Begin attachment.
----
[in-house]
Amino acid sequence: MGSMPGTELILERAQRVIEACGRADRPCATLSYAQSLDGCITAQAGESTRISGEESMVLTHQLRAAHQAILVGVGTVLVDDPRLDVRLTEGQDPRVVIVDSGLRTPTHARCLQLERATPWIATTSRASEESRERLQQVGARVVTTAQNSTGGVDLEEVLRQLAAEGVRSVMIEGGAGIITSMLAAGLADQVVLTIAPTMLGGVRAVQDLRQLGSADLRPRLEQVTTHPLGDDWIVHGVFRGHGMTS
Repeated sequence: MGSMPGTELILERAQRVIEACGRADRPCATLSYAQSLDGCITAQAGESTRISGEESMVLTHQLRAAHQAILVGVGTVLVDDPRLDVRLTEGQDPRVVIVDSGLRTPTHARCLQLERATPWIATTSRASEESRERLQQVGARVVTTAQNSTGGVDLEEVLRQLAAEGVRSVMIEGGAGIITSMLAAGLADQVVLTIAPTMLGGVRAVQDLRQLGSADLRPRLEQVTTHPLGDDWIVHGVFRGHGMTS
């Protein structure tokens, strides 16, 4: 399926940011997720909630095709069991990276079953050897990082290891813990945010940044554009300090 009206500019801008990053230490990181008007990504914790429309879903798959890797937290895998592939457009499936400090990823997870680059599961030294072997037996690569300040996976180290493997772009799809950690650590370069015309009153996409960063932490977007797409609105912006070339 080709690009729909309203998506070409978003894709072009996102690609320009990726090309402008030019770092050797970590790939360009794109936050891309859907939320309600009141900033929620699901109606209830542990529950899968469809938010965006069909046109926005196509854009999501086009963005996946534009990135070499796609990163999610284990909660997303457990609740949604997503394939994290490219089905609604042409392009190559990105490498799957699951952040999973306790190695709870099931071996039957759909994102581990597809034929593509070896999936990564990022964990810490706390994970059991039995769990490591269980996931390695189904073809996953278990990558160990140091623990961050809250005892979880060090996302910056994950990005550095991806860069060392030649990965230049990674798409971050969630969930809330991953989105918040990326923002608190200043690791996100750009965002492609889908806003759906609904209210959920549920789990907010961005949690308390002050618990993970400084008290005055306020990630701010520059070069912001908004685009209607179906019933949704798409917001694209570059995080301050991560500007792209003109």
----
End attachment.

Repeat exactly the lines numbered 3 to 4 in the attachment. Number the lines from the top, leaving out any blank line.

Repeated sequence: MGSMPGTELILERAQRVIEACGRADRPCATLSYAQSLDGCITAQAGESTRISGEESMVLTHQLRAAHQAILVGVGTVLVDDPRLDVRLTEGQDPRVVIVDSGLRTPTHARCLQLERATPWIATTSRASEESRERLQQVGARVVTTAQNSTGGVDLEEVLRQLAAEGVRSVMIEGGAGIITSMLAAGLADQVVLTIAPTMLGGVRAVQDLRQLGSADLRPRLEQVTTHPLGDDWIVHGVFRGHGMTS
């Protein structure tokens, strides 16, 4: 399926940011997720909630095709069991990276079953050897990082290891813990945010940044554009300090 009206500019801008990053230490990181008007990504914790429309879903798959890797937290895998592939457009499936400090990823997870680059599961030294072997037996690569300040996976180290493997772009799809950690650590370069015309009153996409960063932490977007797409609105912006070339 080709690009729909309203998506070409978003894709072009996102690609320009990726090309402008030019770092050797970590790939360009794109936050891309859907939320309600009141900033929620699901109606209830542990529950899968469809938010965006069909046109926005196509854009999501086009963005996946534009990135070499796609990163999610284990909660997303457990609740949604997503394939994290490219089905609604042409392009190559990105490498799957699951952040999973306790190695709870099931071996039957759909994102581990597809034929593509070896999936990564990022964990810490706390994970059991039995769990490591269980996931390695189904073809996953278990990558160990140091623990961050809250005892979880060090996302910056994950990005550095991806860069060392030649990965230049990674798409971050969630969930809330991953989105918040990326923002608190200043690791996100750009965002492609889908806003759906609904209210959920549920789990907010961005949690308390002050618990993970400084008290005055306020990630701010520059070069912001908004685009209607179906019933949704798409917001694209570059995080301050991560500007792209003109």